Municipal Corporations, Officers and agents.
The selectmen of a town, which has accepted the provisions of R. L. c. 104, § 4, with regard to the appointment of "the superintendent of public buildings or such other officer as the . . . selectmen . . . may designate" to be inspector of buildings, have no power to fix the compensation of one whom they have appointed building inspector.
It seems, that a person appointed to be an inspector of buildings in a town which has accepted the provisions of R. L. c. 104, § 4, with regard to the appointment of "the superintendent of public buildings or such other officer as the . . . selectmen . . . may designate" to be such inspector, is not entitled to any additional compensation for the duties thus imposed upon him.
MORTON, J. This is an action of contract to recover for services rendered to the defendant by the plaintiff as a building inspector. The case was heard on agreed facts and the trial judge [Note 1] found and entered judgment for the defendant. The plaintiff appealed.
At the annual town meeting in March, 1907, the defendant town, under an article in the warrant relating thereto, voted to accept Pub. Sts. c. 104. This was a mistake, it is agreed, for R. L. c. 104. After accepting the statute the town did nothing more, unless the appropriation of $6,000 at the same meeting for "selectmen's incidentals" can be so regarded, and we do not think it can. In April following the March meeting the selectmen passed a vote appointing the plaintiff building inspector, "compensation to be determined later"; and the clerk sent him a paper to the effect that he had been appointed building inspector, "to serve from April 11, 1907, to May 1, 1908, unless said appointment shall be revoked previous to that date." There has been no revocation. In May the selectmen held a meeting and voted that the building inspector's fee should be "fixed at $5.00 per inspection." In August of the same year the selectmen passed a vote terminating the plaintiff's compensation of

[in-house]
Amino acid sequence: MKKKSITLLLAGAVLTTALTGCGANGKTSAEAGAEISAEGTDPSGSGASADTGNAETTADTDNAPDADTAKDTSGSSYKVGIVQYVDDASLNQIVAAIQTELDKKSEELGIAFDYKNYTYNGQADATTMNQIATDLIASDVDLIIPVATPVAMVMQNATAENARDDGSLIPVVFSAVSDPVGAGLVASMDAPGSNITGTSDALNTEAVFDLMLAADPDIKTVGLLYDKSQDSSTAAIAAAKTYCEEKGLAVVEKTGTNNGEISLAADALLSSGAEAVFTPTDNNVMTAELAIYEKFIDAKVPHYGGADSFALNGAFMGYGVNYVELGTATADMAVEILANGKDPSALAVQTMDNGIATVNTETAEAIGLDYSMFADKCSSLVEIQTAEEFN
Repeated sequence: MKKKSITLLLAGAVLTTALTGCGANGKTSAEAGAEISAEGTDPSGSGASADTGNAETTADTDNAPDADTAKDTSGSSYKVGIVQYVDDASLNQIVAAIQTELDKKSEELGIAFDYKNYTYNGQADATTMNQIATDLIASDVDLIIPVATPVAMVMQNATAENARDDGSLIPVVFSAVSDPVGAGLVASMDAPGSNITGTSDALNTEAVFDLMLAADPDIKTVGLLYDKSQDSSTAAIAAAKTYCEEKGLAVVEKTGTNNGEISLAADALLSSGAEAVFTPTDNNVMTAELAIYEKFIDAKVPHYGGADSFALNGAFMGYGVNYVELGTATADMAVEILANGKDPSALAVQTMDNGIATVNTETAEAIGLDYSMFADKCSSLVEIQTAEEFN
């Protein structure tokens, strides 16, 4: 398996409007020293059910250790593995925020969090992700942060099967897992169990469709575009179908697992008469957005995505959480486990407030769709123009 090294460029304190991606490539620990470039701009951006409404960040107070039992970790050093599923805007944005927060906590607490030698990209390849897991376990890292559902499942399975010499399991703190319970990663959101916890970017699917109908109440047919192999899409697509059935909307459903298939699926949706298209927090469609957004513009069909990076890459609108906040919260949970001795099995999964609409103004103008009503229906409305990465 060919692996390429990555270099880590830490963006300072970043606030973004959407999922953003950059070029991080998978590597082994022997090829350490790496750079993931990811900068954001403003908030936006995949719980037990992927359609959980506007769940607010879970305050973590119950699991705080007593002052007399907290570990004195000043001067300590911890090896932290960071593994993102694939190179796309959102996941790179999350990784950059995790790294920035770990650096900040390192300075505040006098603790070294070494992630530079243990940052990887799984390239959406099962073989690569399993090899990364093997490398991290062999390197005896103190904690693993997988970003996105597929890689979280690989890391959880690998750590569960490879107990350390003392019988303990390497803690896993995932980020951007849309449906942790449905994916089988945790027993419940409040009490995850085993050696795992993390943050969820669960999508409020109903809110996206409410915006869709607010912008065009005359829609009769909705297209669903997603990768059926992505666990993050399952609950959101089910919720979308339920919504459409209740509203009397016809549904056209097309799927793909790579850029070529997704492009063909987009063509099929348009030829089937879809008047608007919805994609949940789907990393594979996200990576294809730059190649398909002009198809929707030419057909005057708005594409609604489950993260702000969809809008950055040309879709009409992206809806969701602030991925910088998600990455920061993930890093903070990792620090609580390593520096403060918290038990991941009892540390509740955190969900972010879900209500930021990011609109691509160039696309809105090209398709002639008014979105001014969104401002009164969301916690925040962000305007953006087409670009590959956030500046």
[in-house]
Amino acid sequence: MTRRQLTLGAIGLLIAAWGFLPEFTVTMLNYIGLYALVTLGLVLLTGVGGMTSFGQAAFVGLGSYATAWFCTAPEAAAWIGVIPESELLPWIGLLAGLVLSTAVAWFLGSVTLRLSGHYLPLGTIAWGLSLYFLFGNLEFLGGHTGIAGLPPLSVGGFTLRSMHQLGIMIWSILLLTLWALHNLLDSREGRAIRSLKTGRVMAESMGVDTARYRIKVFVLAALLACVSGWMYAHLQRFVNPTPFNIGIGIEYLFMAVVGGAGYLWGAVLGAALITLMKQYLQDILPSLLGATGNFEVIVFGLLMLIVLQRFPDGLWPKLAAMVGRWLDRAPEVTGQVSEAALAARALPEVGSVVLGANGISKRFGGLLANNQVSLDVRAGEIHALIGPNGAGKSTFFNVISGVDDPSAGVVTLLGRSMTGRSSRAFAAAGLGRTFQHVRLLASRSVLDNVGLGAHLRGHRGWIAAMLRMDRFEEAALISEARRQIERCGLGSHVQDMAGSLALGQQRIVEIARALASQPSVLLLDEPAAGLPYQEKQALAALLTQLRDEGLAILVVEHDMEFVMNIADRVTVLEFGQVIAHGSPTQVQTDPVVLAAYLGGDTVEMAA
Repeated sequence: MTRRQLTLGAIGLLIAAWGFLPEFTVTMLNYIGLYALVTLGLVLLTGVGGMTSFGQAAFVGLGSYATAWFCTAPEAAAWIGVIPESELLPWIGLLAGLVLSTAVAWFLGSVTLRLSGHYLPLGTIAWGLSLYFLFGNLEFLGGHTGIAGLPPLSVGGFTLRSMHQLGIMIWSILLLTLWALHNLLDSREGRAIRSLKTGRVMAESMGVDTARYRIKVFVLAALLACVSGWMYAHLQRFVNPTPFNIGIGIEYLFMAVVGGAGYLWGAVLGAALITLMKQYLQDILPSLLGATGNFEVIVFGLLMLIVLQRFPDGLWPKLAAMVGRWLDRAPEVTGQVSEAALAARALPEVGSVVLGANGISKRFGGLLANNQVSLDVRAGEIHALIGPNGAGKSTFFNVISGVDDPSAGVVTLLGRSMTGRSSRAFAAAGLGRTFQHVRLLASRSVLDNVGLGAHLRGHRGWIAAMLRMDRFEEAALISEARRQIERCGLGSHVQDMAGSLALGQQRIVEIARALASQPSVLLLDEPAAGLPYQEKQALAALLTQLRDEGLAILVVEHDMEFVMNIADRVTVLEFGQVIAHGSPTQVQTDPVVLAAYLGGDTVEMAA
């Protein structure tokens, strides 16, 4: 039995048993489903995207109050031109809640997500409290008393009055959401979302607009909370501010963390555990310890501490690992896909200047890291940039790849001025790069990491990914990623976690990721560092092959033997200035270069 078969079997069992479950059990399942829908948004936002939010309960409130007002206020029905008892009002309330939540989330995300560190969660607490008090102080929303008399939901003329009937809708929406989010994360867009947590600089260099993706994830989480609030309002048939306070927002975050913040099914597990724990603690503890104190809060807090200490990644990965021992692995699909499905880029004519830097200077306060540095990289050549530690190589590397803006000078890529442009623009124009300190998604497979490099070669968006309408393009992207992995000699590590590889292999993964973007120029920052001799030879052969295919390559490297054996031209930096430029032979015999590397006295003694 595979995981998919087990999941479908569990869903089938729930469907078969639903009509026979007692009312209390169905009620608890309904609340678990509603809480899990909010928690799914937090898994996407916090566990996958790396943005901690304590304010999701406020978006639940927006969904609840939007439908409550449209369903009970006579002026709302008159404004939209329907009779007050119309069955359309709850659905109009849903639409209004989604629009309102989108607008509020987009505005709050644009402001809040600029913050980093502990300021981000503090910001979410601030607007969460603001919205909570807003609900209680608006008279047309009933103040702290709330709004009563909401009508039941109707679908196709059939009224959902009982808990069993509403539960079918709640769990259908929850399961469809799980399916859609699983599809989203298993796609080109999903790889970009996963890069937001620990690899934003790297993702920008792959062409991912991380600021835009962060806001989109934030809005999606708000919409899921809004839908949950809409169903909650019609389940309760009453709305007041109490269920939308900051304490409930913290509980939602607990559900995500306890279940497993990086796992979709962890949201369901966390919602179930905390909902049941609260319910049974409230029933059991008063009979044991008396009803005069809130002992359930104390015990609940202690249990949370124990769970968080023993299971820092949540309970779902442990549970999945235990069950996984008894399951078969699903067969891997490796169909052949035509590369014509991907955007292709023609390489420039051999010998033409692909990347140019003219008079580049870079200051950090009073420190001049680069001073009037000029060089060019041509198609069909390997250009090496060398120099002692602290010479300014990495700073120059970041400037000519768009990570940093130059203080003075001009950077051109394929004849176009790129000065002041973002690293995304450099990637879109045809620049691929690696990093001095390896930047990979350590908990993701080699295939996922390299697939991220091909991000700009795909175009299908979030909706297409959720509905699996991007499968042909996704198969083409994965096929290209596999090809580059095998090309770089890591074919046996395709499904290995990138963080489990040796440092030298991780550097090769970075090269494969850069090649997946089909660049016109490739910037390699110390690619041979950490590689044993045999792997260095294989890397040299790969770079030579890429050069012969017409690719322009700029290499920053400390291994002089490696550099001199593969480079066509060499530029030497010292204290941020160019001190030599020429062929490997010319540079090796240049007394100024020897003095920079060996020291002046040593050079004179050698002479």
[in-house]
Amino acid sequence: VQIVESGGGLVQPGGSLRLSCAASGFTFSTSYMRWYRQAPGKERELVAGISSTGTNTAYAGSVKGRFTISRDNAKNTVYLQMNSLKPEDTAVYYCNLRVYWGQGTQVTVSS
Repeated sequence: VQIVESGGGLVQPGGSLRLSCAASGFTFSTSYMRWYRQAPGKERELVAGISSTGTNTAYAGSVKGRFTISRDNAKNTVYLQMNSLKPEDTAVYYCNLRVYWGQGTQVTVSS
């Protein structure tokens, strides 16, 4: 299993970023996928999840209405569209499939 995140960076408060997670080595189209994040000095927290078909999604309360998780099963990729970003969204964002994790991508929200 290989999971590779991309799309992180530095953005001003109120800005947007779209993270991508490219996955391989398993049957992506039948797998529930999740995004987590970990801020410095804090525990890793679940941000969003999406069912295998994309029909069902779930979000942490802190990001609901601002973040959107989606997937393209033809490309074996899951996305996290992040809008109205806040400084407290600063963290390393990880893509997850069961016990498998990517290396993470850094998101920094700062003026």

$5 for each inspection, and leaving the compensation to be fixed at such rate as the board might from time to time determine. The plaintiff was duly notified of this vote and replied declining to assent to the action of the selectmen and claiming that he was appointed for one year at the rate which had been fixed. The plaintiff inspected twenty-five buildings after his appointment and before this action was brought.
The statute provides that in a city or town which accepts it "the superintendent of public buildings or such other officer as the mayor and aldermen ... or the selectmen . . . may designate shall be inspector of buildings." R. L. c. 104, § 4. But it gives the selectmen no power to fix the compensation; and if any inference in respect to that matter is to be drawn from the requirement that the building inspector shall be the superintendent of public buildings or such other officer of the city or town as may be designated by the mayor and aldermen or selectmen, it would seem to be that it was not expected that the officer so designated would receive any additional compensation for the duties thus imposed upon him. There is no such relation between a public officer and the town or city in and for which he is elected or appointed as to entitle him merely by reason thereof to compensation. Sikes v. Hatfield, 13 Gray 347 . But however that may be, it is plain, we think, that if he is to receive compensation the matter is one which under R. L. c. 25, § 95, it is for the town and not for the selectmen to pass upon. The selectmen having had no authority to bind the town by the contract alleged to have been entered into on its behalf, and the town not having ratified or approved it, if it had the power to do so, it follows that this action against the town to recover upon the alleged contract cannot be maintained.
The case was submitted on briefs.
M. F. Cunningham, for the plaintiff.
H. C. Attwill, for the defendant.
[Note 1] Fessenden, J.